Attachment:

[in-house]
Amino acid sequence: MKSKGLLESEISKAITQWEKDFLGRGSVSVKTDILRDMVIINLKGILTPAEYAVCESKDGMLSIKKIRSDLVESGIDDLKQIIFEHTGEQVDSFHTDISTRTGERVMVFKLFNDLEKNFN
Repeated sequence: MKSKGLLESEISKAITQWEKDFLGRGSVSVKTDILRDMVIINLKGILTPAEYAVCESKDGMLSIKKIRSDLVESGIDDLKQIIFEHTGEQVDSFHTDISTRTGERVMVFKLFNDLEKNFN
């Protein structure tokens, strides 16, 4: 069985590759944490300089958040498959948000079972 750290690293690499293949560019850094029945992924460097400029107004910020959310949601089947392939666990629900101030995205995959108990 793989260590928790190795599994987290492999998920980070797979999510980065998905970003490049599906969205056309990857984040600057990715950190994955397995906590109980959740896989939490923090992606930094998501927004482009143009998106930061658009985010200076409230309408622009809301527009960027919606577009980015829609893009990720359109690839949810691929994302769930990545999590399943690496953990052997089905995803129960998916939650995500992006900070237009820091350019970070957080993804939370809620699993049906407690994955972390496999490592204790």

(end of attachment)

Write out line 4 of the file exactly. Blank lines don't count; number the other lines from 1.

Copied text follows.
């Protein structure tokens, strides 16, 4: 069985590759944490300089958040498959948000079972 750290690293690499293949560019850094029945992924460097400029107004910020959310949601089947392939666990629900101030995205995959108990 793989260590928790190795599994987290492999998920980070797979999510980065998905970003490049599906969205056309990857984040600057990715950190994955397995906590109980959740896989939490923090992606930094998501927004482009143009998106930061658009985010200076409230309408622009809301527009960027919606577009980015829609893009990720359109690839949810691929994302769930990545999590399943690496953990052997089905995803129960998916939650995500992006900070237009820091350019970070957080993804939370809620699993049906407690994955972390496999490592204790």